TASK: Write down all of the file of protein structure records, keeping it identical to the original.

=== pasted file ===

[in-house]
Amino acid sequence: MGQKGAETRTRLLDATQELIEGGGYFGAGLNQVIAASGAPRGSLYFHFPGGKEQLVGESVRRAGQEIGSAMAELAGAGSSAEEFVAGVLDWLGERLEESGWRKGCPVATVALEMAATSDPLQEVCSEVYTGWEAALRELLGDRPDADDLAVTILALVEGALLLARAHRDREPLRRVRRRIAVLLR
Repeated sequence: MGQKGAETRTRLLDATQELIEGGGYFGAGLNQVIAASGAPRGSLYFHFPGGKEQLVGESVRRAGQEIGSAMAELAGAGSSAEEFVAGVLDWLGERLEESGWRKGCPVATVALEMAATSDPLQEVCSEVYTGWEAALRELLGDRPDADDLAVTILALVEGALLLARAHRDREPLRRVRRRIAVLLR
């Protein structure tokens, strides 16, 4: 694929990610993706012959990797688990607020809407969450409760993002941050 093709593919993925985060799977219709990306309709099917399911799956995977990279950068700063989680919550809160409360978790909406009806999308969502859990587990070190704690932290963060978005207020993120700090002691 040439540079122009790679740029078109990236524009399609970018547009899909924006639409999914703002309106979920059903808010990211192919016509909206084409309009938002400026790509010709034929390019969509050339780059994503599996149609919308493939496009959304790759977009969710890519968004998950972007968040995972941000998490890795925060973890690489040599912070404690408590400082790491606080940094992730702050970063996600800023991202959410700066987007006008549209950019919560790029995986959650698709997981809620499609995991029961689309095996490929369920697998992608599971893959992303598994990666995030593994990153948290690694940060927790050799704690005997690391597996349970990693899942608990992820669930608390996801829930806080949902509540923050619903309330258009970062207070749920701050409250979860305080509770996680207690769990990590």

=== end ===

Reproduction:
[in-house]
Amino acid sequence: MGQKGAETRTRLLDATQELIEGGGYFGAGLNQVIAASGAPRGSLYFHFPGGKEQLVGESVRRAGQEIGSAMAELAGAGSSAEEFVAGVLDWLGERLEESGWRKGCPVATVALEMAATSDPLQEVCSEVYTGWEAALRELLGDRPDADDLAVTILALVEGALLLARAHRDREPLRRVRRRIAVLLR
Repeated sequence: MGQKGAETRTRLLDATQELIEGGGYFGAGLNQVIAASGAPRGSLYFHFPGGKEQLVGESVRRAGQEIGSAMAELAGAGSSAEEFVAGVLDWLGERLEESGWRKGCPVATVALEMAATSDPLQEVCSEVYTGWEAALRELLGDRPDADDLAVTILALVEGALLLARAHRDREPLRRVRRRIAVLLR
């Protein structure tokens, strides 16, 4: 694929990610993706012959990797688990607020809407969450409760993002941050 093709593919993925985060799977219709990306309709099917399911799956995977990279950068700063989680919550809160409360978790909406009806999308969502859990587990070190704690932290963060978005207020993120700090002691 040439540079122009790679740029078109990236524009399609970018547009899909924006639409999914703002309106979920059903808010990211192919016509909206084409309009938002400026790509010709034929390019969509050339780059994503599996149609919308493939496009959304790759977009969710890519968004998950972007968040995972941000998490890795925060973890690489040599912070404690408590400082790491606080940094992730702050970063996600800023991202959410700066987007006008549209950019919560790029995986959650698709997981809620499609995991029961689309095996490929369920697998992608599971893959992303598994990666995030593994990153948290690694940060927790050799704690005997690391597996349970990693899942608990992820669930608390996801829930806080949902509540923050619903309330258009970062207070749920701050409250979860305080509770996680207690769990990590």